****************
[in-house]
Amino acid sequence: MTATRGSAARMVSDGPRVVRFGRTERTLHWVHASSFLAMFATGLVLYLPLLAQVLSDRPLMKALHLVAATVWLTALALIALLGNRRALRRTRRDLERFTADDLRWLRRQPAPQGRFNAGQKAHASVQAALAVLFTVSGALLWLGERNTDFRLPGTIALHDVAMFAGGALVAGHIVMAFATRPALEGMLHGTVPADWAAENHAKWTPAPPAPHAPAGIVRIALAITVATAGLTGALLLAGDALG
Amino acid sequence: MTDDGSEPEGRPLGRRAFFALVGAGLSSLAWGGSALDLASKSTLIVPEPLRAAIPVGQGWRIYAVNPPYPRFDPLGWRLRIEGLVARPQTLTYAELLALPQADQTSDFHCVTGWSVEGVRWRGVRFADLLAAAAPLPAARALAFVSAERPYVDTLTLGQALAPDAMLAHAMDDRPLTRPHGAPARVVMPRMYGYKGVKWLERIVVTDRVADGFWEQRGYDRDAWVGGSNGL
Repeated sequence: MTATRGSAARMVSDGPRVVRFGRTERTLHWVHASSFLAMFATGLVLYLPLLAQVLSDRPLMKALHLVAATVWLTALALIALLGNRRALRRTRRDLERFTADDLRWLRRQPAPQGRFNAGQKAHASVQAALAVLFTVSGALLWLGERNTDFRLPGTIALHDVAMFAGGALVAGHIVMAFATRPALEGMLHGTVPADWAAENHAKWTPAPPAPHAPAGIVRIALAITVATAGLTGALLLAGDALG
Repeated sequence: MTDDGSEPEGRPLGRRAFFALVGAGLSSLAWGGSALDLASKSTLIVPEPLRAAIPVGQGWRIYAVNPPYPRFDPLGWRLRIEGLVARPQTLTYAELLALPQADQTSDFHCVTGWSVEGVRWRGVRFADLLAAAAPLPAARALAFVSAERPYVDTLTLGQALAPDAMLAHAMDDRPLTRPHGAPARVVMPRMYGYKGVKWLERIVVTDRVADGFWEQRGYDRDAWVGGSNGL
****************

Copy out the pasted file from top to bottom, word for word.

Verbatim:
[in-house]
Amino acid sequence: MTATRGSAARMVSDGPRVVRFGRTERTLHWVHASSFLAMFATGLVLYLPLLAQVLSDRPLMKALHLVAATVWLTALALIALLGNRRALRRTRRDLERFTADDLRWLRRQPAPQGRFNAGQKAHASVQAALAVLFTVSGALLWLGERNTDFRLPGTIALHDVAMFAGGALVAGHIVMAFATRPALEGMLHGTVPADWAAENHAKWTPAPPAPHAPAGIVRIALAITVATAGLTGALLLAGDALG
Amino acid sequence: MTDDGSEPEGRPLGRRAFFALVGAGLSSLAWGGSALDLASKSTLIVPEPLRAAIPVGQGWRIYAVNPPYPRFDPLGWRLRIEGLVARPQTLTYAELLALPQADQTSDFHCVTGWSVEGVRWRGVRFADLLAAAAPLPAARALAFVSAERPYVDTLTLGQALAPDAMLAHAMDDRPLTRPHGAPARVVMPRMYGYKGVKWLERIVVTDRVADGFWEQRGYDRDAWVGGSNGL
Repeated sequence: MTATRGSAARMVSDGPRVVRFGRTERTLHWVHASSFLAMFATGLVLYLPLLAQVLSDRPLMKALHLVAATVWLTALALIALLGNRRALRRTRRDLERFTADDLRWLRRQPAPQGRFNAGQKAHASVQAALAVLFTVSGALLWLGERNTDFRLPGTIALHDVAMFAGGALVAGHIVMAFATRPALEGMLHGTVPADWAAENHAKWTPAPPAPHAPAGIVRIALAITVATAGLTGALLLAGDALG
Repeated sequence: MTDDGSEPEGRPLGRRAFFALVGAGLSSLAWGGSALDLASKSTLIVPEPLRAAIPVGQGWRIYAVNPPYPRFDPLGWRLRIEGLVARPQTLTYAELLALPQADQTSDFHCVTGWSVEGVRWRGVRFADLLAAAAPLPAARALAFVSAERPYVDTLTLGQALAPDAMLAHAMDDRPLTRPHGAPARVVMPRMYGYKGVKWLERIVVTDRVADGFWEQRGYDRDAWVGGSNGL